Social scientists first started studying marriages by observing them in action in the 1970s in response to a crisis: Married couples were divorcing at unprecedented rates. Worried about the impact these divorces would have on the children of the broken marriages, psychologists decided to cast their scientific net on couples, bringing them into the lab to observe them and determine what the ingredients of a healthy, lasting relationship were. Was each unhappy family unhappy in its own way, as Tolstoy claimed, or did the miserable marriages all share something toxic in common?
Rarely have presidential nominees declared, without qualification, that it’s a woman’s right to choose.
Even in a presidential campaign that has become so intensely focused on gender, there was something surreal about watching Hillary Clinton’s response to a question about abortion in Wednesday night’s debate.
Here was the first woman nominated by a major party for the United States presidency, standing on the debate stage in “suffragette white,” and talking in no uncertain terms about her strong commitment to protecting a woman’s right to “make the most intimate, most difficult in many cases, decisions about her health care that one can imagine.”
Democrats are expected to support abortion rights, of course, but that support is often couched with carefully hedged language. This is an understandable impulse, given how divisive the issue of abortion remains.
Narcissism, disagreeableness, grandiosity—a psychologist investigates how Trump’s extraordinary personality might shape his possible presidency.
In 2006, Donald Trump made plans to purchase the Menie Estate, near Aberdeen, Scotland, aiming to convert the dunes and grassland into a luxury golf resort. He and the estate’s owner, Tom Griffin, sat down to discuss the transaction at the Cock & Bull restaurant. Griffin recalls that Trump was a hard-nosed negotiator, reluctant to give in on even the tiniest details. But, as Michael D’Antonio writes in his recent biography of Trump, Never Enough, Griffin’s most vivid recollection of the evening pertains to the theatrics. It was as if the golden-haired guest sitting across the table were an actor playing a part on the London stage.
“It was Donald Trump playing Donald Trump,” Griffin observed. There was something unreal about it.
The presidential candidate should learn from her husband’s 1997 budget deal if she wants her agenda to succeed with Republicans.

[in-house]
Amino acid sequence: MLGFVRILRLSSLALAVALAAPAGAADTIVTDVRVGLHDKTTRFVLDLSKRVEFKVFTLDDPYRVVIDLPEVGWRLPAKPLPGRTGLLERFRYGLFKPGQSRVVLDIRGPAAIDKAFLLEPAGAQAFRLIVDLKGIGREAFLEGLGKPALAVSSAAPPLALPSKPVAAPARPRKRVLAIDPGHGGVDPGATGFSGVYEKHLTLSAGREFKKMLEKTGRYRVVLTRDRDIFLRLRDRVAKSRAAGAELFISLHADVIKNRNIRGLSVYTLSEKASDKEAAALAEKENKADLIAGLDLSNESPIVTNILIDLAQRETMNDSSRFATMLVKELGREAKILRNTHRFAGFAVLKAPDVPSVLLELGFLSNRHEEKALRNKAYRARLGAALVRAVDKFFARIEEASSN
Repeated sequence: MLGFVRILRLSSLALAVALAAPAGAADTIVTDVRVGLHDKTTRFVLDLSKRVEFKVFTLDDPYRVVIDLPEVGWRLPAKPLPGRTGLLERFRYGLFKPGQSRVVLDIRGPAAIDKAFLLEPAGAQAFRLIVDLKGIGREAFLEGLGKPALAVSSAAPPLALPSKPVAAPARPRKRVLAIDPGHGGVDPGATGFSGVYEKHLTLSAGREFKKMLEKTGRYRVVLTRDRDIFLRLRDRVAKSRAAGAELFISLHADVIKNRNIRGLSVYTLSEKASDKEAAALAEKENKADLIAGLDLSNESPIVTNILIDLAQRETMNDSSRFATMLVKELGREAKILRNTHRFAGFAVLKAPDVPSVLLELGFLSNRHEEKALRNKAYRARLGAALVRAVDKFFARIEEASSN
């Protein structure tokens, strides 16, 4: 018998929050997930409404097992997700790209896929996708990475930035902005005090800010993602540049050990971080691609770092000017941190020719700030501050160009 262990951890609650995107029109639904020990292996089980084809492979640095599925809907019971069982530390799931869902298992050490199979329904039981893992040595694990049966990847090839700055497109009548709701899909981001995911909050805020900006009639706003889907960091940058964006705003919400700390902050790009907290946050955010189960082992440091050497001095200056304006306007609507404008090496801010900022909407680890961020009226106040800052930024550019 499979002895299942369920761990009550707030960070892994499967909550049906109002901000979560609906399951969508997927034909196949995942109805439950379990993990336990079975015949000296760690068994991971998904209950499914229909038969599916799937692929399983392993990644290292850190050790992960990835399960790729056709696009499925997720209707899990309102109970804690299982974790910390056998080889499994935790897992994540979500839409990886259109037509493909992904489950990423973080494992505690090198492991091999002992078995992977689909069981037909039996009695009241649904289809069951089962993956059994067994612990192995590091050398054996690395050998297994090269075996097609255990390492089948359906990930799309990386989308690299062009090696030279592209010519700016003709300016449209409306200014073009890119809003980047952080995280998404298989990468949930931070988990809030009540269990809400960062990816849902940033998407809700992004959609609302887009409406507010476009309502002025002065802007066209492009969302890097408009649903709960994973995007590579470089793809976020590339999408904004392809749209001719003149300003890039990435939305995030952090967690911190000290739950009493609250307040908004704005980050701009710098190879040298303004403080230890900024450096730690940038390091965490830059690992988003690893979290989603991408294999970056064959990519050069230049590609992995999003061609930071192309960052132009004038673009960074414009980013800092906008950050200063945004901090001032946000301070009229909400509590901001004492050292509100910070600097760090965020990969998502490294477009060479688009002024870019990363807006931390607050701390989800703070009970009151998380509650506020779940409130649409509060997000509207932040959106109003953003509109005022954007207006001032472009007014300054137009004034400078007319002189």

LAS VEGAS—Hillary Clinton’s rejection of cuts to Social Security and Medicare ranks high on the list of issues on which she’s moved to Bill Clinton’s left. But learning from her husband’s willingness to challenge Democrats on entitlement reform may be the key to advancing her own agenda if she wins the White House.
The lesson is embedded in the 1997 budget deal that Bill Clinton reached with a GOP Congress—an agreement that created the Children’s Health Insurance Program that Hillary Clinton often cites to show she will work across party lines. In that deal, Bill Clinton linked new spending on kids not to additional taxes, but to savings in entitlements for seniors. With that maneuver, Bill Clinton subtly shifted the debate away from increasing or shrinking spending toward recalibrating the way the budget balanced the needs of contrasting generations. A similar reframing may offer Hillary Clinton her best chance to avoid stalemate if, as it appears now, Republicans retain their House majority even if Clinton takes the White House and Democrats recapture the Senate.
On Wednesday, Trump employed the adjective to insult his opponent. What he didn’t realize was that the word has long been a rallying cry.
After Donald Trump referred to Hillary Clinton, during Wednesday’s final presidential debate, as “a nasty woman,” many of Clinton’s fellow ladies took it upon themselves to make an announcement: They were nasty, too. Just as nasty—maybe even more nasty—than the woman Trump had attempted to denigrate, via a weaponized mutter, before a live audience of millions of people.
Soon, the hashtags #nastywomen and #IAmANastyWoman trended on Twitter. The website nastywomengetshitdone.com got passed around, mostly by people delighted by the fact that the URL, via some hasty behind-the-scenes maneuvering, now leads to Hillary Clinton’s campaign website. The Huffington Post asked its readers, with only a trace of irony, “Are you a nasty woman? Let us know.”